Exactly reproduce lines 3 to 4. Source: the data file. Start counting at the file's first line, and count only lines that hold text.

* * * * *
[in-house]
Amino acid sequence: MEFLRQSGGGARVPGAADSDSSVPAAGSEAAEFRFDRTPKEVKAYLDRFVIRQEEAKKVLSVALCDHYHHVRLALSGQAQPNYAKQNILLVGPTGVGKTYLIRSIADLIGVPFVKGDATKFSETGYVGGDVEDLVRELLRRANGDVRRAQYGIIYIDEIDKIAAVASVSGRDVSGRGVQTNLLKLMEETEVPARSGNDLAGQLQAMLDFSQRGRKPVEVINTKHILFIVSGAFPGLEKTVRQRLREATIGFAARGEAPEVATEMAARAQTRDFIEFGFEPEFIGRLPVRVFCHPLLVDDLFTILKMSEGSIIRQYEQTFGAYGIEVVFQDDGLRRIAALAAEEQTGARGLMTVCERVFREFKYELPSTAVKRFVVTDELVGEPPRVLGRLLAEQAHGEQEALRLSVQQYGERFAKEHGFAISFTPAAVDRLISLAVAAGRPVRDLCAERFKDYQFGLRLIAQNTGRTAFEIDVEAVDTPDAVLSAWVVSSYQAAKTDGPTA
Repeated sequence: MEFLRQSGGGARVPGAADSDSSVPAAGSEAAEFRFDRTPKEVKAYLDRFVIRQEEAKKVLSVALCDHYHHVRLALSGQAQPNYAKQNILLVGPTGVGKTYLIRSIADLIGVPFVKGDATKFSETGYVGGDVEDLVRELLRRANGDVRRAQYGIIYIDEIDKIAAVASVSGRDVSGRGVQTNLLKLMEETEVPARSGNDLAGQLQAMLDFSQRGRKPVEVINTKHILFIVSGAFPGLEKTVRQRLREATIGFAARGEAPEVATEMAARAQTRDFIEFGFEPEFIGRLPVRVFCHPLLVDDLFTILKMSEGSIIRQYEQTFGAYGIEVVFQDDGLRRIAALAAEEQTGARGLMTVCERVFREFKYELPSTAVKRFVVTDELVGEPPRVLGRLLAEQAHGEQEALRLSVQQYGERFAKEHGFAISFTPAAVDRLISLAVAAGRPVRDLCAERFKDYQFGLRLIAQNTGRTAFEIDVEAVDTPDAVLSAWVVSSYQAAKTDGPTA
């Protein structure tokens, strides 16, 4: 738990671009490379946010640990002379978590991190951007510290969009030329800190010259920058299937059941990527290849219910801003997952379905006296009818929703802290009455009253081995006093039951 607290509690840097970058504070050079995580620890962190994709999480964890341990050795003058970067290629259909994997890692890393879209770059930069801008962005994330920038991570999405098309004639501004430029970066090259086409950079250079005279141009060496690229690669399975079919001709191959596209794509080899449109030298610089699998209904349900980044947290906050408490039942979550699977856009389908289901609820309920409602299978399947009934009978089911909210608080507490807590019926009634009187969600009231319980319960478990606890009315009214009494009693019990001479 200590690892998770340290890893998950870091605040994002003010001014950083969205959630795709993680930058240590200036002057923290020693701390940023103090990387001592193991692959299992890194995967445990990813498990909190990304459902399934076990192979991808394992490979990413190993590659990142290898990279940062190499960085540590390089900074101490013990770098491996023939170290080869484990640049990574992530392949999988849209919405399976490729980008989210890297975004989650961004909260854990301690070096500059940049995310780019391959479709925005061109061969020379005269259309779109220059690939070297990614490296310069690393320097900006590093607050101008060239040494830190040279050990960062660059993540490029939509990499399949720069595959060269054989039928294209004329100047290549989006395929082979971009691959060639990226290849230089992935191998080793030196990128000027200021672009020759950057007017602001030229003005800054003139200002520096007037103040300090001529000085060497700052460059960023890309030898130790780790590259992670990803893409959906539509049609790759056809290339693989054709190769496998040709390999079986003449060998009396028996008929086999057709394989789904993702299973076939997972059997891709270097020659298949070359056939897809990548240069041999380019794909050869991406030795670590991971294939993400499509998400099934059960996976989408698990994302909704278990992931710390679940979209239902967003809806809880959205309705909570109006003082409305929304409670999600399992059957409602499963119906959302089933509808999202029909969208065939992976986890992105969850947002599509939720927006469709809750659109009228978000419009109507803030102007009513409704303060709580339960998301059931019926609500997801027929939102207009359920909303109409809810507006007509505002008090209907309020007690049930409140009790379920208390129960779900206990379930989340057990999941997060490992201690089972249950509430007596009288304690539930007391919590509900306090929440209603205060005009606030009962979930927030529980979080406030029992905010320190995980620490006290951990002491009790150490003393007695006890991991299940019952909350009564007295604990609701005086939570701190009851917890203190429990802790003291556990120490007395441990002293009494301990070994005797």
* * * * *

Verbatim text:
Repeated sequence: MEFLRQSGGGARVPGAADSDSSVPAAGSEAAEFRFDRTPKEVKAYLDRFVIRQEEAKKVLSVALCDHYHHVRLALSGQAQPNYAKQNILLVGPTGVGKTYLIRSIADLIGVPFVKGDATKFSETGYVGGDVEDLVRELLRRANGDVRRAQYGIIYIDEIDKIAAVASVSGRDVSGRGVQTNLLKLMEETEVPARSGNDLAGQLQAMLDFSQRGRKPVEVINTKHILFIVSGAFPGLEKTVRQRLREATIGFAARGEAPEVATEMAARAQTRDFIEFGFEPEFIGRLPVRVFCHPLLVDDLFTILKMSEGSIIRQYEQTFGAYGIEVVFQDDGLRRIAALAAEEQTGARGLMTVCERVFREFKYELPSTAVKRFVVTDELVGEPPRVLGRLLAEQAHGEQEALRLSVQQYGERFAKEHGFAISFTPAAVDRLISLAVAAGRPVRDLCAERFKDYQFGLRLIAQNTGRTAFEIDVEAVDTPDAVLSAWVVSSYQAAKTDGPTA
């Protein structure tokens, strides 16, 4: 738990671009490379946010640990002379978590991190951007510290969009030329800190010259920058299937059941990527290849219910801003997952379905006296009818929703802290009455009253081995006093039951 607290509690840097970058504070050079995580620890962190994709999480964890341990050795003058970067290629259909994997890692890393879209770059930069801008962005994330920038991570999405098309004639501004430029970066090259086409950079250079005279141009060496690229690669399975079919001709191959596209794509080899449109030298610089699998209904349900980044947290906050408490039942979550699977856009389908289901609820309920409602299978399947009934009978089911909210608080507490807590019926009634009187969600009231319980319960478990606890009315009214009494009693019990001479 200590690892998770340290890893998950870091605040994002003010001014950083969205959630795709993680930058240590200036002057923290020693701390940023103090990387001592193991692959299992890194995967445990990813498990909190990304459902399934076990192979991808394992490979990413190993590659990142290898990279940062190499960085540590390089900074101490013990770098491996023939170290080869484990640049990574992530392949999988849209919405399976490729980008989210890297975004989650961004909260854990301690070096500059940049995310780019391959479709925005061109061969020379005269259309779109220059690939070297990614490296310069690393320097900006590093607050101008060239040494830190040279050990960062660059993540490029939509990499399949720069595959060269054989039928294209004329100047290549989006395929082979971009691959060639990226290849230089992935191998080793030196990128000027200021672009020759950057007017602001030229003005800054003139200002520096007037103040300090001529000085060497700052460059960023890309030898130790780790590259992670990803893409959906539509049609790759056809290339693989054709190769496998040709390999079986003449060998009396028996008929086999057709394989789904993702299973076939997972059997891709270097020659298949070359056939897809990548240069041999380019794909050869991406030795670590991971294939993400499509998400099934059960996976989408698990994302909704278990992931710390679940979209239902967003809806809880959205309705909570109006003082409305929304409670999600399992059957409602499963119906959302089933509808999202029909969208065939992976986890992105969850947002599509939720927006469709809750659109009228978000419009109507803030102007009513409704303060709580339960998301059931019926609500997801027929939102207009359920909303109409809810507006007509505002008090209907309020007690049930409140009790379920208390129960779900206990379930989340057990999941997060490992201690089972249950509430007596009288304690539930007391919590509900306090929440209603205060005009606030009962979930927030529980979080406030029992905010320190995980620490006290951990002491009790150490003393007695006890991991299940019952909350009564007295604990609701005086939570701190009851917890203190429990802790003291556990120490007395441990002293009494301990070994005797």